4. Recall how we proved P(c). We said that if P(c) were not the case, then

we would have ¬P(c), and hence ∃x ¬P(x). But this contradicted the as-

sumption at step 2. Formalize this reasoning by ¬lling in the rest of the

proof.

Section 13.3

358 / Formal Proofs and Quantifiers

1. ¬∀x P(x)

2. ¬∃x ¬P(x)

3. c

4. ¬P(c)

5. ∃x ¬P(x) ∃ Intro: 3

6. ⊥ ⊥ Intro: 5, 2

7. ¬¬P(c) ¬ Intro: 4“6

8. P(c) ¬ Elim: 7

9. ∀x P(x) ∀ Intro: 3“8

10. ⊥ ⊥ Intro: 9, 1

11. ∃x ¬P(x) ¬ Intro: 2“10

5. This completes our formal proof of ∃x ¬P(x) from the premise ¬∀x P(x).

Verify your proof and save it as Proof Quanti¬er Strategy 1.

. . . . . . . . . . . . . . . . . . . . . . . . . . . . . . . . . . . . . . . . . . . . . . . . . . .Congratulations

Exercises

13.19 If you skipped the You try it section, go back and do it now. Submit the ¬le Proof Quanti¬er

‚ Strategy 1.

Recall that in Exercises 1“3 on page 327, you were asked to give logical analyses of purported proofs of

some arguments involving nonsense predicates. In the following exercises, we return to these arguments.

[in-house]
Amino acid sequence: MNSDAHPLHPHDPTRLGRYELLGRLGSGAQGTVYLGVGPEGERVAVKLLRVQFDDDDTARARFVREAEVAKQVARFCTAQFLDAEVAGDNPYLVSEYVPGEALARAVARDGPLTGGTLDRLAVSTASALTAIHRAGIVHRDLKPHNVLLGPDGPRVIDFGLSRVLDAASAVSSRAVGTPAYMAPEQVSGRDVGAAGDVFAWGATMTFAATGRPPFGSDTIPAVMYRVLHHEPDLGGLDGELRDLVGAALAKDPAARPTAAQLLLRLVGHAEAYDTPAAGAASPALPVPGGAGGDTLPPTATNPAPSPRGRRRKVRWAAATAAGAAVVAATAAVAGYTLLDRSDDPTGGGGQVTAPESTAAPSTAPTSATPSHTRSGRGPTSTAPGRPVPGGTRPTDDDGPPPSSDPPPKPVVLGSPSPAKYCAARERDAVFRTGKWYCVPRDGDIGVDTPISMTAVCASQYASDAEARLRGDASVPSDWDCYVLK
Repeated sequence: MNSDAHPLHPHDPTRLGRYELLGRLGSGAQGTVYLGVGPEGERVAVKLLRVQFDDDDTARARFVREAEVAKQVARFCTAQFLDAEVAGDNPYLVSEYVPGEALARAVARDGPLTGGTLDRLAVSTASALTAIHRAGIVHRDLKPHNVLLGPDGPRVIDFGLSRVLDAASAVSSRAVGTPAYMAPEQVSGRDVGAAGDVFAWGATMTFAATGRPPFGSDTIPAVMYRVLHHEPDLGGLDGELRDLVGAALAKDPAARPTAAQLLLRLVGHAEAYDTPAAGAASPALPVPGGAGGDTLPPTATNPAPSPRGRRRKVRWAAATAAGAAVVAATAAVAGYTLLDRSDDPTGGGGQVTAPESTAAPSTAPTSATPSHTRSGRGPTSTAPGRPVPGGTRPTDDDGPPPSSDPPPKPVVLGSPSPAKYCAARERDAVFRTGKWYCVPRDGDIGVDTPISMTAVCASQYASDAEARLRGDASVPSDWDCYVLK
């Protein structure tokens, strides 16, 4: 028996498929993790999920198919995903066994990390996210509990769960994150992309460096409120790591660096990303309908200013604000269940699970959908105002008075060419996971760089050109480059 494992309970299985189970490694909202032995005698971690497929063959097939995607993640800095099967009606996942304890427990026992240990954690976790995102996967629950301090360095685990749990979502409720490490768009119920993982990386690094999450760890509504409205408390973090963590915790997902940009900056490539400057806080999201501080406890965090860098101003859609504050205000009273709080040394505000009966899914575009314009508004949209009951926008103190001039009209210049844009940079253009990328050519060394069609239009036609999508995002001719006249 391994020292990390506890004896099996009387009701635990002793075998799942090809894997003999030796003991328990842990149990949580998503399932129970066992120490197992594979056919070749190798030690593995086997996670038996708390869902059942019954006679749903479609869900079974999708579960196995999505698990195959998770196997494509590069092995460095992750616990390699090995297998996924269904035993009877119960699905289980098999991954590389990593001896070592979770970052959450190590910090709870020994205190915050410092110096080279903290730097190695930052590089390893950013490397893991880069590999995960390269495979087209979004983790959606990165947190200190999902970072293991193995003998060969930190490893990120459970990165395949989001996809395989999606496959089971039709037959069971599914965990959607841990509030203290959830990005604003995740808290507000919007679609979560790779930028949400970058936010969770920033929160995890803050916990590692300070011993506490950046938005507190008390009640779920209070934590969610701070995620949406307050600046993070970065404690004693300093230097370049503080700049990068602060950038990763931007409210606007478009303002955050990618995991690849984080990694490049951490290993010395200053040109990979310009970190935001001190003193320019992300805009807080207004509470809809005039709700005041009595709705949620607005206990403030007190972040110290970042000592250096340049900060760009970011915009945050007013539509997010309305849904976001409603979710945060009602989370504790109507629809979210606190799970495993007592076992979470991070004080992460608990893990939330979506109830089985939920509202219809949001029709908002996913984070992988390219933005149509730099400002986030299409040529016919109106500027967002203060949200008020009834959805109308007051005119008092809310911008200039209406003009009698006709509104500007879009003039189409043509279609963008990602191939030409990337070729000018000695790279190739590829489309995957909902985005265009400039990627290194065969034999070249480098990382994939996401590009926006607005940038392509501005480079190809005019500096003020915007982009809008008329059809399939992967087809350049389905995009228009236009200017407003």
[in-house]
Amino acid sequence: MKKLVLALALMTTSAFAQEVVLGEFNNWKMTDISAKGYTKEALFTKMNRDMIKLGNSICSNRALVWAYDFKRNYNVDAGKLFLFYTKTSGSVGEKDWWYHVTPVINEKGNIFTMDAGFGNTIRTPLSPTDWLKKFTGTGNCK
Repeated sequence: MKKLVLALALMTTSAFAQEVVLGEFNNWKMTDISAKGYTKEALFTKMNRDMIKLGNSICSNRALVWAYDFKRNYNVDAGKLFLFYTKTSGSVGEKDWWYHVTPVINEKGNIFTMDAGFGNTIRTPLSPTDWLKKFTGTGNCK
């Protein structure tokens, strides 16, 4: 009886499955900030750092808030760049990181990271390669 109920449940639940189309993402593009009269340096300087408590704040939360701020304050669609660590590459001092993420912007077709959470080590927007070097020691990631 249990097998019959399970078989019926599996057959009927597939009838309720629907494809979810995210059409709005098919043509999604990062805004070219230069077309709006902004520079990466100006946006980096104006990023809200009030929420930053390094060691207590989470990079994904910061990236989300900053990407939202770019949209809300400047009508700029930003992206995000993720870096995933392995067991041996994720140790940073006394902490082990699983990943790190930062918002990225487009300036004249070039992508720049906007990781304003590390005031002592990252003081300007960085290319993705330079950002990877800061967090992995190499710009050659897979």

If the argument is valid, submit a formal proof. If it is invalid, turn in an informal counterexample. If

you submit a formal proof, be sure to use the Exercise ¬le supplied with Fitch. In order to keep your

hand in at using the propositional rules, we ask you not to use Taut Con in these proofs.

13.20 ∀x [(Brillig(x) ∨ Tove(x)) ’ (Mimsy(x) § Gyre(x))]

‚| ∀y [(Slithy(y) ∨ Mimsy(y)) ’ Tove(y)]

∃x Slithy(x)

∃x [Slithy(x) § Mimsy(x)]

(See Exercise 12.1 on p. 327.)

Chapter 13

Strategy and tactics / 359

13.21 13.22

∀x [Brillig(x) ’ (Mimsy(x) § Slithy(x))] ∀x [(Brillig(x) § Tove(x)) ’ Mimsy(x)]

‚| ‚|

∀y [(Slithy(y) ∨ Mimsy(y)) ’ Tove(y)] ∀y [(Tove(y) ∨ Mimsy(y)) ’ Slithy(y)]

∀x [Tove(x) ’ (Outgrabe(x, b) § Brillig(x))] ∃x Brillig(x) § ∃x Tove(x)

∀z [Brillig(z) ” Mimsy(z)] ∃z Slithy(z)

(See Exercise 12.2 on p. 328.) (See Exercise 12.3, p. 328)

Some of the following arguments are valid, some are not. For each, either use Fitch to give a formal

proof or use Tarski™s World to construct a counterexample. In giving proofs, feel free to use Taut Con

if it helps.

13.23 13.24

∀y [Cube(y) ∨ Dodec(y)] ∃x (Cube(x) § Small(x))

‚ ‚